A special case is M81 as it has a dominating BSS field field (Krause et al. 1989b; Sokoloff et al. 1992). The dominance of the BSS field structure requires additional physical mechanism to be invoked that can occur only in rare cases. For M81 a three-dimensional, nonlinear dynamo model has been developed including the disturbed velocity field due to the encounter with its companion NGC 3077 (Moss et al. 1993) or alternatively, parametric resonance with the spiral density wave as has been proposed by Chiba & Tosa (1990) and investigated numerically by Moss (1996).
Most other spiral galaxies observed so far indicate a mixture of magnetic modes. The analysis of the observations at all 4 frequencies of M51 (Fig. 1) revealed even two different magnetic field configurations for the disk and the halo resp. (Berkhuijsen et al. 1997): a halo with an axisymmetric field configuration parallel to the disk with magnetic field lines pointing inwards and a superposition of an axisymmetric and a bisymmetric field with about equal weights in the disk. The magnetic field lines in the disk are spirals generally directed outwards except in a few sectors in the inner northwestern part of M51 as shown in Fig. 2.
Figure 2. The vectors give the directions of the horizontal regular magnetic field in the disk (left) and the halo (right) of M51 as fitted to the observations at 4 different wavelengths in Fig. 1. They are shown superimposed onto an optical picture (Lick Observatory). Note that the magnetic field direction in the disk is opposite to that in the halo, except in a few sectors in the inner northwestern part of the galaxy.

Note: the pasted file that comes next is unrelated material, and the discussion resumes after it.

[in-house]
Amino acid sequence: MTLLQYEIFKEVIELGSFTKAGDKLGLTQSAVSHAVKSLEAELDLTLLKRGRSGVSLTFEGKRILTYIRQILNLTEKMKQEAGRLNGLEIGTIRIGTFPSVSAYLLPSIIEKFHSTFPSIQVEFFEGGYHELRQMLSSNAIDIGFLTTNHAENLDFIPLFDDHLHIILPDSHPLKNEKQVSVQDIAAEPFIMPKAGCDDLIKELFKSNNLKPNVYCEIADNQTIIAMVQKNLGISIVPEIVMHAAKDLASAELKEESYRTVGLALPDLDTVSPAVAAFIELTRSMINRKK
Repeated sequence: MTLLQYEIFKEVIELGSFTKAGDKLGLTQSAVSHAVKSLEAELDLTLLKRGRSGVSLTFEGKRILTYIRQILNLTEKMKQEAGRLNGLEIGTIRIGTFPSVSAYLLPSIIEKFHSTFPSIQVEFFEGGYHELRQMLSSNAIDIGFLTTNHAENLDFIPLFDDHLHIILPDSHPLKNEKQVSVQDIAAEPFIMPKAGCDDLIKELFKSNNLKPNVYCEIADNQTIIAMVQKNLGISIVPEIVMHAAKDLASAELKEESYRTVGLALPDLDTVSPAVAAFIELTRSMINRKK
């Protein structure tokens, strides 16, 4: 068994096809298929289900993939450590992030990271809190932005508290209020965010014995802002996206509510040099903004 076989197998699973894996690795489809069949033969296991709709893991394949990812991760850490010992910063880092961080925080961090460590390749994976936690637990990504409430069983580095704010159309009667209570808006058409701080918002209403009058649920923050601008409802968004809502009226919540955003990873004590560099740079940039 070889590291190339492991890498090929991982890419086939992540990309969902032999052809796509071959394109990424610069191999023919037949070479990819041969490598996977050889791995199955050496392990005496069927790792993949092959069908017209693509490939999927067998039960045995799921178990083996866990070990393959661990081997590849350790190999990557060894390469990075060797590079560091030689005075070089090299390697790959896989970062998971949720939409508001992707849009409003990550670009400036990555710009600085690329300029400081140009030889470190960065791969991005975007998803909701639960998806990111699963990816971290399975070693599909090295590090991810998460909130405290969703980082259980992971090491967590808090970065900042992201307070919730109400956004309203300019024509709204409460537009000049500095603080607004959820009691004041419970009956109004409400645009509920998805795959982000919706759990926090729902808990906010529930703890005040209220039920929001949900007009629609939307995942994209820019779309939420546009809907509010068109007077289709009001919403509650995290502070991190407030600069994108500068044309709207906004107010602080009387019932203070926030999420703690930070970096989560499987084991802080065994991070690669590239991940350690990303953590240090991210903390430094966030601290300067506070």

It is clear that such a global description of the regular magnetic field cannot describe local effects that become more and more visible with increasing linear resolution of the observations. Further, in grand-design galaxies the magnetic field lines follow quite often the dust lanes. In M51 e.g. one dust lane in the eastern part crosses the optical spiral arm, so does the regular magnetic field (visible in Fig. 1 at in the short wavelengths observations).
3.3. Magnetic Arms
The regular interarm field in M81 fills the whole interarm region. Different to this some galaxies host so-called magnetic arms. Long, highly polarized arms disconnected from the optical spiral arms were first discovered in IC342 (Krause et al. 1989a; Krause 1993). Two symmetric magnetic arms running right in the interarm region parallel to the optical spiral arms were found in NGC 6946. Their width is less than 1 kpc, hence they do not fill the whole interarm region. Magnetic arms have also been found in NGC 2997 (Han et al. 1999) and M83 (Beck, Ehle & Sukumar in prep.).
Several models have been developed to explain these magnetic arms. Slow MHD waves have been proposed by Fan & Lou (1996) and Lou & Fan (1998) to explain the generation of magnetic arms shifted with respect to the optical spiral arms. These MHD waves occur only in an almost rigidly rotating disk. However, all galaxies with magnetic arms are found to rotate differentially beyond 1-2 kpc from the center, different to older measurements with lower angular resolution. Han et al. (1999) found some correlation between the magnetic arms and interarm gas features generated at the 4:1 resonances in numerical models of Patsis et al. (1997).